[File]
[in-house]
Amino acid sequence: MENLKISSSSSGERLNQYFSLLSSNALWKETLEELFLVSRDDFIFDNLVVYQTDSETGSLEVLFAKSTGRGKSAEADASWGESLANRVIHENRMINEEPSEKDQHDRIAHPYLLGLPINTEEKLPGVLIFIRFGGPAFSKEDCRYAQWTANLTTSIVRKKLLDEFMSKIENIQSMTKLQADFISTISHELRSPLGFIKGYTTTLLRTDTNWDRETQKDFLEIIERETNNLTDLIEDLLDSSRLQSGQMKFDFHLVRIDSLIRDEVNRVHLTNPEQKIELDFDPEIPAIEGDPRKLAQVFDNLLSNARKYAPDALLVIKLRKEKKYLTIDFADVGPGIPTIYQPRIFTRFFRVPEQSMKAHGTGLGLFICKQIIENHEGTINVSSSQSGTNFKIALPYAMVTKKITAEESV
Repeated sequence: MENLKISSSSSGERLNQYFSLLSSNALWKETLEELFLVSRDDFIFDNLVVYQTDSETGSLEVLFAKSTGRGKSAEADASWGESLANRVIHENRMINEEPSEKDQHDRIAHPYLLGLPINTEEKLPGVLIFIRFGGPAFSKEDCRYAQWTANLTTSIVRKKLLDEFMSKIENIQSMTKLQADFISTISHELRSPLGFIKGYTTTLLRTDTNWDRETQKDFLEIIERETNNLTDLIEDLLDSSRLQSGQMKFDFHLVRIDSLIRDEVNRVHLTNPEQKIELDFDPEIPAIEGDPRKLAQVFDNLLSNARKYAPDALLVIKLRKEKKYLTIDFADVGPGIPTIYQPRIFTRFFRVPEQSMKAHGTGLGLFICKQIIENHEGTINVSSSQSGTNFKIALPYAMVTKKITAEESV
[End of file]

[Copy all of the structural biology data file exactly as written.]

[in-house]
Amino acid sequence: MENLKISSSSSGERLNQYFSLLSSNALWKETLEELFLVSRDDFIFDNLVVYQTDSETGSLEVLFAKSTGRGKSAEADASWGESLANRVIHENRMINEEPSEKDQHDRIAHPYLLGLPINTEEKLPGVLIFIRFGGPAFSKEDCRYAQWTANLTTSIVRKKLLDEFMSKIENIQSMTKLQADFISTISHELRSPLGFIKGYTTTLLRTDTNWDRETQKDFLEIIERETNNLTDLIEDLLDSSRLQSGQMKFDFHLVRIDSLIRDEVNRVHLTNPEQKIELDFDPEIPAIEGDPRKLAQVFDNLLSNARKYAPDALLVIKLRKEKKYLTIDFADVGPGIPTIYQPRIFTRFFRVPEQSMKAHGTGLGLFICKQIIENHEGTINVSSSQSGTNFKIALPYAMVTKKITAEESV
Repeated sequence: MENLKISSSSSGERLNQYFSLLSSNALWKETLEELFLVSRDDFIFDNLVVYQTDSETGSLEVLFAKSTGRGKSAEADASWGESLANRVIHENRMINEEPSEKDQHDRIAHPYLLGLPINTEEKLPGVLIFIRFGGPAFSKEDCRYAQWTANLTTSIVRKKLLDEFMSKIENIQSMTKLQADFISTISHELRSPLGFIKGYTTTLLRTDTNWDRETQKDFLEIIERETNNLTDLIEDLLDSSRLQSGQMKFDFHLVRIDSLIRDEVNRVHLTNPEQKIELDFDPEIPAIEGDPRKLAQVFDNLLSNARKYAPDALLVIKLRKEKKYLTIDFADVGPGIPTIYQPRIFTRFFRVPEQSMKAHGTGLGLFICKQIIENHEGTINVSSSQSGTNFKIALPYAMVTKKITAEESV